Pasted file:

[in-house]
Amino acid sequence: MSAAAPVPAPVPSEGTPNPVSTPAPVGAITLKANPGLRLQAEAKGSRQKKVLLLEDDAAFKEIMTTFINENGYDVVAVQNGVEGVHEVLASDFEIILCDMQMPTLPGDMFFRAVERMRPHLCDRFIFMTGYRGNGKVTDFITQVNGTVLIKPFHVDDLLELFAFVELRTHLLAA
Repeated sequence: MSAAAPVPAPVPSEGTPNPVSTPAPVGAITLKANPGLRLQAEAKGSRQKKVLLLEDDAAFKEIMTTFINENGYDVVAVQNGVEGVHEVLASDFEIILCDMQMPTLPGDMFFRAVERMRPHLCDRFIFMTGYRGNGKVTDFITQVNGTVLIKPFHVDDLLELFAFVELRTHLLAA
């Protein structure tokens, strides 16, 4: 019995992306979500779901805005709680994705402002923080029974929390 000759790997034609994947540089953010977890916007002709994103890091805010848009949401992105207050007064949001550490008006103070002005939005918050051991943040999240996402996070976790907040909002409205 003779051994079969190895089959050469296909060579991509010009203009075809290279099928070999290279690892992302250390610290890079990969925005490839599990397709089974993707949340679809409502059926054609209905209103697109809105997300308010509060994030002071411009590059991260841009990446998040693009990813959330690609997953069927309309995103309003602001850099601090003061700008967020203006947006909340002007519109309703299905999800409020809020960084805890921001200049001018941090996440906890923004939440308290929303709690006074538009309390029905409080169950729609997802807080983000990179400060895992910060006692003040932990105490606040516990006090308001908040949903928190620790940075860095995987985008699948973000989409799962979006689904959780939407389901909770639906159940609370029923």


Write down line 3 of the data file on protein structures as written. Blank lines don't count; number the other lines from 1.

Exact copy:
Repeated sequence: MSAAAPVPAPVPSEGTPNPVSTPAPVGAITLKANPGLRLQAEAKGSRQKKVLLLEDDAAFKEIMTTFINENGYDVVAVQNGVEGVHEVLASDFEIILCDMQMPTLPGDMFFRAVERMRPHLCDRFIFMTGYRGNGKVTDFITQVNGTVLIKPFHVDDLLELFAFVELRTHLLAA